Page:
Shapeshifting and The Boggart in Wardrobe

The practice of systematic desensitization, a positive intervention, parallels nicely with the teachings of Harry Potter’s Professor Lupin, in his Defense of the Dark Arts class. The lesson is about boggarts, or self-talk “gremlins.” Lupin begins the class by talking about the irrational fears that contribute to Neville Longbottom’s intense aversion to Professor Snape. Lupin acknowledges that Neville’s overwhelming allostatic load – the physiological responses to chronic stress exposure – is bordering on phobia.

Lupin asks the meek student and other Griffindors to “take a moment to think of the thing that scares you most, (and) imagine how you might force it to look comical . . .”

Neville thinks of his grandmother. As Lupin then waves his wand, Professor Snape appears from the wardrobe dressed in foreboding “dark side black tunic.” Neville’s breathing, heart rate, and skin conductance (sweat gland activity) responses elevate. With another wand wave, Neville pictures Snape in his grandmother’s clothes, including a radiant chapeau. Everybody in the class laughs, including Neville, whose vital signs begin to return to normal. Lupin is helping his student to “Shape shift.”

This type of mindful attention is a powerful tool for cognitively reframing and restructuring through systematic desensitization. This helps to strengthen the self-regulation muscle and prevent ego depletion by bringing the individual’s stream of attention from a negative to a positive state — from a -10 thinking about Snape to a +10 thinking about Snape in his grandmother’s clothes.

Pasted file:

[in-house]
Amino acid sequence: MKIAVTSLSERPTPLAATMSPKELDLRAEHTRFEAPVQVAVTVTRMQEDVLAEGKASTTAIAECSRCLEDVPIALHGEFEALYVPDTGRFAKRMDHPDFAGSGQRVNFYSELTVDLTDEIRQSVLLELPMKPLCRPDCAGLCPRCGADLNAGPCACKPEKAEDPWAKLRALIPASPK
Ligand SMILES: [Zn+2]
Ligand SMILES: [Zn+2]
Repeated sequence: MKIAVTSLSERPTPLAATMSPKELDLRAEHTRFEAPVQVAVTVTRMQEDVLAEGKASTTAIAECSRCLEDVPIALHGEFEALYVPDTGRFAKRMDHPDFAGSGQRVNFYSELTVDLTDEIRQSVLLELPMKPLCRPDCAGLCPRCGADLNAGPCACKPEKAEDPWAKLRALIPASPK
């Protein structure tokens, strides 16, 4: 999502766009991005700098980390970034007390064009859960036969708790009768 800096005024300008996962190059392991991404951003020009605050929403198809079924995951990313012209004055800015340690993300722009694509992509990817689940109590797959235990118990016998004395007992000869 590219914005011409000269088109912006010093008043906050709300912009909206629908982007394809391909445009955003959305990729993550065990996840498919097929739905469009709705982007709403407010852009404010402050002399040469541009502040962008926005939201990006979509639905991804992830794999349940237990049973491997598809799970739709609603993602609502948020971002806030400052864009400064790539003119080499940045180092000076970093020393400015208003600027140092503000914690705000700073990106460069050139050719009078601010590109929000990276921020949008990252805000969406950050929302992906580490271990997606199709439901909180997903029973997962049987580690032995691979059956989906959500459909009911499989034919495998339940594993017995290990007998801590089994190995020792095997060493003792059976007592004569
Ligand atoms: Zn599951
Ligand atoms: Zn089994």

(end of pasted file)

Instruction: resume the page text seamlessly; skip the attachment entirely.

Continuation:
Harry Potter is then asked to provide his boggart, and the wardrobe opens up with Dementors – ghostlike apparitions that “suck the hope out of people.” Harry can’t handle the onslaught of Dementors, and his physiological parameters go through the roof. Lupin immediately intercedes with his magic wand to send the Dementors on their way. Harry has not yet been fully systematically desensitized to his greatest fears. However, if you follow the Harry Potter story, you will see that Harry eventually develops more self-regulation.

Self Acceptance